Pothole-detection technology is an option with Ford of Europe’s all-new Focus.
The automaker says U.K. drivers are facing a pothole crisis, made worse this year in some areas by the “Beast from the East” Arctic air mass bringing icy conditions that helped road surfaces crumble.
A pothole was repaired every 21 seconds on average in England and Wales during the past year, but hitting one results in harsh impacts that can cause damage and hefty repair bills.
The all-new Focus’s pothole-detection system senses when a wheel is falling into a pothole and adjusts the suspension, so the wheel doesn’t fall as far into it.
Because the tire and wheel don’t drop as far, they don’t strike the opposite side of the pothole as harshly. The rear suspension can respond even faster than the front, with a signal from the front wheel providing a warning to the rear wheel before it reaches the pothole.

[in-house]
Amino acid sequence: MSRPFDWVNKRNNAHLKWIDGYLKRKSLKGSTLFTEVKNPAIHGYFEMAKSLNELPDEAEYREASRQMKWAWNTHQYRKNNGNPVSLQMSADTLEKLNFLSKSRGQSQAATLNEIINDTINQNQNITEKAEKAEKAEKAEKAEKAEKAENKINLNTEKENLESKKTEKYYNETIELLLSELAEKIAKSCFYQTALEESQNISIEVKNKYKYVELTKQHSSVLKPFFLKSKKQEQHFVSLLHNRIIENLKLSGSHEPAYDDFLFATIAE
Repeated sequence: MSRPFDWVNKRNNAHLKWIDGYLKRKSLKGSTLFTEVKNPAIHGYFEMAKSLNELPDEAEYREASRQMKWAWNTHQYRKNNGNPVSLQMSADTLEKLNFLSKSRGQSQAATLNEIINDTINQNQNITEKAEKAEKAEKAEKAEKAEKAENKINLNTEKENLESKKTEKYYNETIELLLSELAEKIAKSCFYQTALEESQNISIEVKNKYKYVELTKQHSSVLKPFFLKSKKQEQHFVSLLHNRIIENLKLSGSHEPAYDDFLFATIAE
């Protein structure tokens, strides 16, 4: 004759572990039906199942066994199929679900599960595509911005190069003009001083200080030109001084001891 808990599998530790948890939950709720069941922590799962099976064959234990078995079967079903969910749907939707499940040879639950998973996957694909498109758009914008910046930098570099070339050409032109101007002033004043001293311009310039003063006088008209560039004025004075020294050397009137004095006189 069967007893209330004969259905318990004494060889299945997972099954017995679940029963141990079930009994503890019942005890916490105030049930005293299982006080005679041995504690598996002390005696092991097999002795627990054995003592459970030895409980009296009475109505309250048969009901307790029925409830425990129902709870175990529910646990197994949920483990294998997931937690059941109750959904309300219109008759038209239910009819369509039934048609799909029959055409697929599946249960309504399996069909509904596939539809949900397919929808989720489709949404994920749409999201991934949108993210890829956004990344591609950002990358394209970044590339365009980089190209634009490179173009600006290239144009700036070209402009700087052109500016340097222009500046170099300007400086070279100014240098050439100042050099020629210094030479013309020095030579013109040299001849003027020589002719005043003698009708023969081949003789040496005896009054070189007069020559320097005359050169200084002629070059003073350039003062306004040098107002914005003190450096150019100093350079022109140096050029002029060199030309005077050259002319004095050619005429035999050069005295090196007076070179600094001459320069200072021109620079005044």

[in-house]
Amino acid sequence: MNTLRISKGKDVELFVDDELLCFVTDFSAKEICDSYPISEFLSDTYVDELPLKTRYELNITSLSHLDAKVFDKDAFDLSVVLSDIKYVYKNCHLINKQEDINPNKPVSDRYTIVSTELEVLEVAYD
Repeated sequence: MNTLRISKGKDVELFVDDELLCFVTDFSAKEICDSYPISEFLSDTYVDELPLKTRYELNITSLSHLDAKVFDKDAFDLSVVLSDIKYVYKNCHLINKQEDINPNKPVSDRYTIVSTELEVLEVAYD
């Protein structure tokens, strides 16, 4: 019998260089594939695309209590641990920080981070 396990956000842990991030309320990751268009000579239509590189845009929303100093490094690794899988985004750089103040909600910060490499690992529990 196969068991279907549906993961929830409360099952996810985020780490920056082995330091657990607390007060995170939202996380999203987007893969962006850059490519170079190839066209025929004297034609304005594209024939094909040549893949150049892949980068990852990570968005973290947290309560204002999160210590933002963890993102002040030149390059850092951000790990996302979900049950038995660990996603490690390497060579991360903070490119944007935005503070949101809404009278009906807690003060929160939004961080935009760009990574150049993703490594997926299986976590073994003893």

Vehicle-dynamics supervisor Guy Mathot says this all happens in a split second.
“Potholes are a problem that isn’t going away anytime soon, but with our advanced suspension technology for the all-new Focus, we’ve been able to reduce their impact,” he says in a news release.
The pothole-detection system is a feature of the Focus’s optional continuously controlled damping technology that every two milliseconds monitors suspension, body, steering and braking inputs, and adjusts the vehicle’s suspension responses.
Ford develops suspension systems using a specially created road at the company’s test facility in Belgium. It includes precise replicas of some of the worst potholes and road hazards from around the world.
Engineers further refine the systems with hundreds of hours of testing on a diverse range of European public roads, monitoring loads and strains with equipment similar to that used by seismologists to study earthquakes.
“Our engineers are always searching for the roughest roads to really test our suspensions to the limit, but more and more we’re noticing that the rough roads are finding us,” Mathot notes.